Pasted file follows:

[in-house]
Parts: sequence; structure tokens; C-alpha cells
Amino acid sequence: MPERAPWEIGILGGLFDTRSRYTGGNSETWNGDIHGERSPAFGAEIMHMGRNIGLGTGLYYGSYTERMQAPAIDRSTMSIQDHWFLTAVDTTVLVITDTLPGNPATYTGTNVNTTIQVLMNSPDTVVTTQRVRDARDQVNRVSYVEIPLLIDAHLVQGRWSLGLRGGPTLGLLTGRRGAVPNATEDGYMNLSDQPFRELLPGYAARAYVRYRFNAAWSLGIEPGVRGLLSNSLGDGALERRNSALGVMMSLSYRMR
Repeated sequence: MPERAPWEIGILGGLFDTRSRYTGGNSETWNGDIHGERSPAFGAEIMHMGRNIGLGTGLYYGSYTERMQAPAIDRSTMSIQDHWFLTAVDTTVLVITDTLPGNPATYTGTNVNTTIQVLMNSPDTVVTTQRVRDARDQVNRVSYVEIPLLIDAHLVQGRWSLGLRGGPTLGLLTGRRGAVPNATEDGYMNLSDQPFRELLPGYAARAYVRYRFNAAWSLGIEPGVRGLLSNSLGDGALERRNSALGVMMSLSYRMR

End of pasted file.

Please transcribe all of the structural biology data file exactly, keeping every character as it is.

[in-house]
Parts: sequence; structure tokens; C-alpha cells
Amino acid sequence: MPERAPWEIGILGGLFDTRSRYTGGNSETWNGDIHGERSPAFGAEIMHMGRNIGLGTGLYYGSYTERMQAPAIDRSTMSIQDHWFLTAVDTTVLVITDTLPGNPATYTGTNVNTTIQVLMNSPDTVVTTQRVRDARDQVNRVSYVEIPLLIDAHLVQGRWSLGLRGGPTLGLLTGRRGAVPNATEDGYMNLSDQPFRELLPGYAARAYVRYRFNAAWSLGIEPGVRGLLSNSLGDGALERRNSALGVMMSLSYRMR
Repeated sequence: MPERAPWEIGILGGLFDTRSRYTGGNSETWNGDIHGERSPAFGAEIMHMGRNIGLGTGLYYGSYTERMQAPAIDRSTMSIQDHWFLTAVDTTVLVITDTLPGNPATYTGTNVNTTIQVLMNSPDTVVTTQRVRDARDQVNRVSYVEIPLLIDAHLVQGRWSLGLRGGPTLGLLTGRRGAVPNATEDGYMNLSDQPFRELLPGYAARAYVRYRFNAAWSLGIEPGVRGLLSNSLGDGALERRNSALGVMMSLSYRMR